For physicians tired of working under the constant threat of a malpractice suit, the signs of positive change are encouraging.
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First, President Donald Trump told a joint session of Congress in February that he was in favor of “legal reforms that protect patients and doctors from unnecessary costs that drive up the price of insurance.”
Second, Trump appointed Tom Price, MD, to head the U.S. Department of Health and Human Services. Price has been a vocal critic of the current malpractice system and authored bills to change it as a U.S. representative for Georgia’s 6th District.
Third, Republicans control both houses of Congress, and malpractice reform has typically been a cause championed by the GOP. Finally, Trump’s proposed budget contains a number of recommended malpractice liability reforms.
And physicians are certainly desperate for change. In a Medical Economics survey, 89% of doctors indicated they wanted the Trump administration to address tort reform, with 84% saying they feel pressured to practice defensive medicine and 87% saying they work under the constant threat of a lawsuit.
“If you have a system that is paid for by blame, even sometimes when a doctor has done nothing wrong, then it’s structured wrong,” says Susan Osborne, DO, a primary care physician in rural southwest Virginia.
Experts agree that malpractice tort reform is complicated, and despite the favorable environment for change, is anything but assured in the current tumultuous political environment. Here’s a closer look at the factors affecting reform efforts and what reform might look like if it comes to pass.
Is it time for malpractice reform?
A harsh reality of American medicine is that the majority of doctors will be sued for malpractice at least once in their lifetime. For some high-risk specialties like neurosurgeons, it’s practically a guarantee, according to a 2011 study published by the New England Journal of Medicine, which tracked lawsuits against 40,000 doctors for more than a decade.
“The lifetime risk of malpractice is substantive,” says Anupam Jena, MD, Ph.D., an author of the study and an internist and associate professor of healthcare policy at Harvard Medical School. “It’s hard for physicians not to think about it.”
Despite the high risk of being sued, malpractice claims are currently in a lull, with many physicians paying less for insurance than they paid five or even 10 years ago, says David Studdert, MPH, professor of medicine and law at Stanford University.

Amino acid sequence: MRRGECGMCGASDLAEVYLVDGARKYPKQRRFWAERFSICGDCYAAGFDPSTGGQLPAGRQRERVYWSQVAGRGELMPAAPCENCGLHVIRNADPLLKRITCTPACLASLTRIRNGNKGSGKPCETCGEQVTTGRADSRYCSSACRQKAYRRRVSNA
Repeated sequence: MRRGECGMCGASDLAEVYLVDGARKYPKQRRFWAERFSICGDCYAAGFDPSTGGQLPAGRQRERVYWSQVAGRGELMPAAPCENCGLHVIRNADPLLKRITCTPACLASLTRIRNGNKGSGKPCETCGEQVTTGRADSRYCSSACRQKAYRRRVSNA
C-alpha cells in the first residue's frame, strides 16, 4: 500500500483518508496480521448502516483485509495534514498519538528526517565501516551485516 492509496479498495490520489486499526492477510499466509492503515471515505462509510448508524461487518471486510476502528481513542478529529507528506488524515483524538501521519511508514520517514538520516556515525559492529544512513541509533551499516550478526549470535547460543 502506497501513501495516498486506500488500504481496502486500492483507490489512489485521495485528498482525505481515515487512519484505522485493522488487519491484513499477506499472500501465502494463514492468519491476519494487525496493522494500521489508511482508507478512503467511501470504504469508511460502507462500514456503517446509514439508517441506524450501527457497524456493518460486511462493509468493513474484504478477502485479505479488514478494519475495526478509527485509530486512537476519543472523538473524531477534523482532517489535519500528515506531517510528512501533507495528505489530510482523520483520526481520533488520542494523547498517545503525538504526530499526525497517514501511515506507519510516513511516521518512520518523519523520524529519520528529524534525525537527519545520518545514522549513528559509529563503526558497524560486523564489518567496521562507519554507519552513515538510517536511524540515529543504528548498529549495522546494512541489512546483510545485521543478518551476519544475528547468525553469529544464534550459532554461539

“Claims volume is not going up and the average value of claims is not going up, so the question raised is: ‘Why do tort reform now?’” Studdert says. “It’s actually a pretty good time; the alternative is to wait until there is a crisis, and no one really makes good policy under pressure.”
Malpractice tends to be cyclical, with a crisis arriving every 10 to 15 years, says Studdert. “The smart money is on another one in the next few years, but no one really knows why they happen,” he adds.
According to data from The Doctors Company, a medical malpractice insurer, the average premium for malpractice insurance was $15,000 in 2006 and $8,000 in 2016.
In 2006, the average number of claims per 100 doctors was nine; in 2016 it was seven. The average claim value in 2006 was $68,000, while in 2016 it was $100,000. (Note: The 2006 number adjusted for inflation is about $82,000.)
Jena says one reason that medical tort reform might gain traction is that most stakeholder agree that the system as currently constituted doesn’t work. Those who deserve compensation in a timely manner typically have to wait four to five years for a case to be resolved in court, and even those cases that settle before trial average two years to resolve.
“You want to compensate quickly, and those that are not hurt shouldn’t be compensated at all,” he adds. “The whole system should be fair, and most people agree that is not what we have in place now.”
Because malpractice is an insurance matter, states have had first crack at finding a solution. Thirty-three states have established some sort of cap on non-economic—i.e. pain and suffering—awards, but these have resulted in differing levels of risk exposure for insurance companies, often causing them to set widely varying premiums, depending on the state where a physician practices.
For example, Kansas has a $250,000 cap on non-economic damages, while Maryland has a cap of $770,000 that increases $15,000 annually. Malpractice insurance for internists in Kansas averaged $5,500 in 2016, while rates in Maryland averaged $14,200 annually, according to Houston-based insurance brokerage Arthur J. Gallagher & Co.
While the states may have oversight of the issue now, some experts see the need for a federal law to create nationwide uniformity. “Even though medical liability is a state law issue, given the role the federal government plays in healthcare, it is clear that Congress has a constitutional basis of redressing the issue,” says Sherman Joyce, JD, president of the American Tort Reform Association.
Mike Strazzella, JD, a healthcare lobbyist and practice group leader for federal government relations at the law firm of Buchanan Ingersoll & Rooney, says that state laws would only be pre-empted if they were less stringent than a federal law.